One of the changes we made recently was to combine all our js (including all jQuery plugins and other 3rd party code) into a single file at build time. We then minify the combined file (using ! for comment sections that have license details so they don’t get stripped) so the are much fewer HTTP requests. This, along with some pretty mind bending spriting (CSS offset madness!) really has helped with the overall performance of the site.

Won’t using a far-future Expires header (and no in-URL versioning) for images cause problems if you want to change your images?

(Eg., or

Will you just use a new filename if you need to make changes to an image, or do you have a different plan?


<link rel=”stylesheet” href=”″>

Phil Hannent Aug 10 2009

We make extensive use of App_Themes which from my understanding will not allow the offloading of its static content.

Any advice there?

Thanks Jeff. I really love how fast StackOverflow is. Pages load and render almost instantly. At work, I have to support SharePoint, and people keep trying to convince themselves that our SharePoint users will be satisfied with 5-6 second page loads. I don’t think they will be. Speed is a killer feature.

I can definitely see the speed improvement. It runs *much* faster than before…

… mainly because is blocked here.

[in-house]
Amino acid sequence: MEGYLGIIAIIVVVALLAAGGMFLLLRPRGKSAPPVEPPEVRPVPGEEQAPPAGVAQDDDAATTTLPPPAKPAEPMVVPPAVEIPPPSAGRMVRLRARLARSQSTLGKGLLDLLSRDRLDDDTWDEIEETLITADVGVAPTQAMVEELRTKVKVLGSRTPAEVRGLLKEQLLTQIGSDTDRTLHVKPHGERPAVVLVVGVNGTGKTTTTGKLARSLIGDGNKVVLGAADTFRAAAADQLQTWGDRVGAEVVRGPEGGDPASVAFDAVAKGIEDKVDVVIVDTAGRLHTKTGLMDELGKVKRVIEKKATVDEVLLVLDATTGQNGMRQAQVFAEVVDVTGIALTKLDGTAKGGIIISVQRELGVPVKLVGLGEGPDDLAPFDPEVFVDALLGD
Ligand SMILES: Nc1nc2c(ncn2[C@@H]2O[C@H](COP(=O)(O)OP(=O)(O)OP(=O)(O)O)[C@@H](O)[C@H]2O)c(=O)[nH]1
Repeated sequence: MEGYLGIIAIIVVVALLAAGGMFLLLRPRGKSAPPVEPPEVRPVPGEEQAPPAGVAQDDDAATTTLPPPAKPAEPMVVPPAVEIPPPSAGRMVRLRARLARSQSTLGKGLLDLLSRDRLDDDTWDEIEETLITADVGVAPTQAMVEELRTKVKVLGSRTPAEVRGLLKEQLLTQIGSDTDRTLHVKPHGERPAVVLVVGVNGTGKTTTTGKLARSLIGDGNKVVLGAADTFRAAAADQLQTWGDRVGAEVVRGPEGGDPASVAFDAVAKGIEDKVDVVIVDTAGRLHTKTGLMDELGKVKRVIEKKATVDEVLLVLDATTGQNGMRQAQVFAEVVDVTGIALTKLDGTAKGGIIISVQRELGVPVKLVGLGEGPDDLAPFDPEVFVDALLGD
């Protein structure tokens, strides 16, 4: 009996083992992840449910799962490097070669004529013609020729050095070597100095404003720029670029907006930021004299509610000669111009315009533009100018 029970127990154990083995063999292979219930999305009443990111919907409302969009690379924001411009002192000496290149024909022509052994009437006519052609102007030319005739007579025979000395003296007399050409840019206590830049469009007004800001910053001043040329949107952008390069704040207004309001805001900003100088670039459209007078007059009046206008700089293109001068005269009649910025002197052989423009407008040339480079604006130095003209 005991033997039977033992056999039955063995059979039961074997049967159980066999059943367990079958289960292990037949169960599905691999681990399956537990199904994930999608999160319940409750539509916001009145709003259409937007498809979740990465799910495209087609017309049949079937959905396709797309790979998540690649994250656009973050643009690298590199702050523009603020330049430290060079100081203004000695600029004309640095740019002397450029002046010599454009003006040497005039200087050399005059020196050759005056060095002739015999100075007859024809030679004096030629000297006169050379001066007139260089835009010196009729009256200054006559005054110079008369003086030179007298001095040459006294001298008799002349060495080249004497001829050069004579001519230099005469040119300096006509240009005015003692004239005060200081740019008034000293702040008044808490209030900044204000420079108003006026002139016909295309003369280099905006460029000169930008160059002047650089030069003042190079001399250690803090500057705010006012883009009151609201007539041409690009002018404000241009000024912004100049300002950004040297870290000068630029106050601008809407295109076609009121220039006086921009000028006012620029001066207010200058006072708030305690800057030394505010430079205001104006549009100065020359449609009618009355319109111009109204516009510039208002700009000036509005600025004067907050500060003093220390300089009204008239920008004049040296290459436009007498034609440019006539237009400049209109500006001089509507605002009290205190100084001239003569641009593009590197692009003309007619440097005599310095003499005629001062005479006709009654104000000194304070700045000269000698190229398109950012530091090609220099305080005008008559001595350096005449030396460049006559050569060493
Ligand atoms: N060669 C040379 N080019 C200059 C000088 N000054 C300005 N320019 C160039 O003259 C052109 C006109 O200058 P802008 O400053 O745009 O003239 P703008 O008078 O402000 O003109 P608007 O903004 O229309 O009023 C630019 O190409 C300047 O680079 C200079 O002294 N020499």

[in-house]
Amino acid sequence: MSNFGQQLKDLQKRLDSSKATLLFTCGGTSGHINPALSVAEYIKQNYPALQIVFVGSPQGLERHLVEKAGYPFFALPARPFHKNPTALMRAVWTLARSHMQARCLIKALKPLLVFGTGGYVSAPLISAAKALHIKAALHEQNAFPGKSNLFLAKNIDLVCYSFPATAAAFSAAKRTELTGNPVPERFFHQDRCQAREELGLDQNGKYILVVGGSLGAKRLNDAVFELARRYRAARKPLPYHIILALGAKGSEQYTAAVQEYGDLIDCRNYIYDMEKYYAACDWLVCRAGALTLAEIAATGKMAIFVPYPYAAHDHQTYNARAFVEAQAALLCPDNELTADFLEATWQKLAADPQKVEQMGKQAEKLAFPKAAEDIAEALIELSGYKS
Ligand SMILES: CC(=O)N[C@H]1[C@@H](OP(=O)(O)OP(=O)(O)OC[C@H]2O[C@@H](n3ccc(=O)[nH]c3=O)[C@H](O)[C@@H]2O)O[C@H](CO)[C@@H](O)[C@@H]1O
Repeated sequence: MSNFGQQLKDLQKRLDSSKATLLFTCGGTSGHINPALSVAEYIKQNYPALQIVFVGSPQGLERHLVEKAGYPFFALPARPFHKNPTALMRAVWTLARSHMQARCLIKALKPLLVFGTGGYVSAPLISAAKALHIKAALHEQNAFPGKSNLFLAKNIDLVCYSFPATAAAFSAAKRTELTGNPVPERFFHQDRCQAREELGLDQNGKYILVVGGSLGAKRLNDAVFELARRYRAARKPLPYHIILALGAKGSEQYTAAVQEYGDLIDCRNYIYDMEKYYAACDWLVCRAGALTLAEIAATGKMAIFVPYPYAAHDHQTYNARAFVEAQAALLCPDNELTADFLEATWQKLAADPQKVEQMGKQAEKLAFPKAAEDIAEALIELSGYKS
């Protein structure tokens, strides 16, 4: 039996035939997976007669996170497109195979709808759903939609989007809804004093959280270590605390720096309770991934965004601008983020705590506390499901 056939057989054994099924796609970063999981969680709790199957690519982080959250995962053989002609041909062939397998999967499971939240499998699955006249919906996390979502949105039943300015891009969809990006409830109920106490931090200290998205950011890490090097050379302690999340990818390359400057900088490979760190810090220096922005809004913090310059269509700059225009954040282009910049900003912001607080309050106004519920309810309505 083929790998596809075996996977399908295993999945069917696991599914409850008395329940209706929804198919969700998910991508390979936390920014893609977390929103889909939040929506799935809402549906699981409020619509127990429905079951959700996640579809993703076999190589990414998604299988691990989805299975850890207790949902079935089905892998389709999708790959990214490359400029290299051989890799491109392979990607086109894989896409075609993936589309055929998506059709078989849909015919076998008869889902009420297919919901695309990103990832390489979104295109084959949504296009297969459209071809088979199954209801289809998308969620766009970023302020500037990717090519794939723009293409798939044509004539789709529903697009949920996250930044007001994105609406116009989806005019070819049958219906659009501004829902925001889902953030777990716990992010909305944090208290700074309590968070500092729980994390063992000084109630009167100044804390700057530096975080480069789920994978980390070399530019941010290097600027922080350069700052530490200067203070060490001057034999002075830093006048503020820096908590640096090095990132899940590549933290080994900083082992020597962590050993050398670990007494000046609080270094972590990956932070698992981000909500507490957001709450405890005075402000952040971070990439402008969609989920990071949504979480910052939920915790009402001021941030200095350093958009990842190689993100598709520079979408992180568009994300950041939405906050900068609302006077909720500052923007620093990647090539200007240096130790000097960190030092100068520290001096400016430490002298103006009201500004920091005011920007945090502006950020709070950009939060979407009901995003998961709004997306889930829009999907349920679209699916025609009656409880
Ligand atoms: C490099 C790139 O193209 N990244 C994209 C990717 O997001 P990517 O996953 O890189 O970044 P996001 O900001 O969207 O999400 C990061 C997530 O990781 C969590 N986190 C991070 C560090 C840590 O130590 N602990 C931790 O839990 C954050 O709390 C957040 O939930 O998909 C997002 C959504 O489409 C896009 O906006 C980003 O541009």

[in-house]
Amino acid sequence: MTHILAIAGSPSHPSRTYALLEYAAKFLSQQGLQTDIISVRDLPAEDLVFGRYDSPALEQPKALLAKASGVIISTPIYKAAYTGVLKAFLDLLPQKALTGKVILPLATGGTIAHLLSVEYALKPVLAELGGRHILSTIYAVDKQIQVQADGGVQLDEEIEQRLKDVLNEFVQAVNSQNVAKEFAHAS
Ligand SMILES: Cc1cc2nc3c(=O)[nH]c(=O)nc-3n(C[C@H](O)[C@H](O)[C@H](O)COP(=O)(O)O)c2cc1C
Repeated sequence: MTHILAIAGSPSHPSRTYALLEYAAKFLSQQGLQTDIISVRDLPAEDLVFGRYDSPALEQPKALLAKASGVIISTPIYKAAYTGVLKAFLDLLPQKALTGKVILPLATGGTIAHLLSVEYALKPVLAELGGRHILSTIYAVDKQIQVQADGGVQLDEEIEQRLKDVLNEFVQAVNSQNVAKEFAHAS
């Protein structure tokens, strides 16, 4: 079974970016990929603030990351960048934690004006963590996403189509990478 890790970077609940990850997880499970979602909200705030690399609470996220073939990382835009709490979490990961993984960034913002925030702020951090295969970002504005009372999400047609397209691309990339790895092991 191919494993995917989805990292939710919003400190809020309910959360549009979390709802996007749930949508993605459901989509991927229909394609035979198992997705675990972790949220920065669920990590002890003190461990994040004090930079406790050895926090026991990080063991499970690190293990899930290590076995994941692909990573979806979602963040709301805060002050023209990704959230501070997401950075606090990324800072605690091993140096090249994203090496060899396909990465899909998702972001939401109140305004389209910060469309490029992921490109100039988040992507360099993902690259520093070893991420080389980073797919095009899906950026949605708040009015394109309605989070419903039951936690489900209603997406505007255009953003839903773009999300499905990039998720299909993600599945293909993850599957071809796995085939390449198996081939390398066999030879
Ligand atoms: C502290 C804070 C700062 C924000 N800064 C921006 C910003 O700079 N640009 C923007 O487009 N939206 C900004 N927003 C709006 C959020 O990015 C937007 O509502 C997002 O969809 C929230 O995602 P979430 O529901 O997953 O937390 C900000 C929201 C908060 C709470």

I guess that’s not necessarily a bad thing, though.

Joshua Aug 10 2009

You missed the woot image:

I actually wrote a Yui Compressor handler for .Net that Compresses+Concats+Caches on the fly, no building required:

It can be useful if you’re working on a .Net site that isn’t configured to build to a DLL or if you just want to change your CSS and JS without recompiling.

Check out the book “Even Faster Web Sites: Performance Best Practices for Web Developers”. The author has also an earlier book. It has some good tips. (I am not sure but the author might be YSlow’s author or is a dev in that Yahoo’s team)

> mainly because is blocked here.

Why / how is this domain blocked? And how do we get it unblocked at your place of employment?


Ah yes. Reading comprehension fail. You wrote “minify”, but I read “pack”.

The haproxy trick might still be helpful though. :)

> Why / how is this domain blocked? And how do we get it unblocked at your place of employment?

It is whitelist-based (as far as I can tell). Any site that isn’t on The List Of Acceptable Content Types is automatically blocked. So it’s possible that it could get unblocked, but just hasn’t had time to be noticed and categorized yet. (The message says: “Your request to access the website “” was denied because of its content categorization: “none””. )

I don’t even know who’s in charge of the firewall; this is a big place and I’m relatively new.

Anyway, I can still read, edit, and (probably) answer; I just can’t comment or vote to close/delete, and it looks incredibly ugly.

Joshua Aug 10 2009

>Why / how is this domain blocked? And how do we get it unblocked at your place of employment?

My company blocks everything by default. We have to specifically request it to be unblocked.

Oscar Reyes Aug 11 2009


>… mainly because is blocked here.

I .. .i .. Ii.. . . I can’t stop laughing heheheh

I’m sorry to hear that .. .h hehehe .. ohhh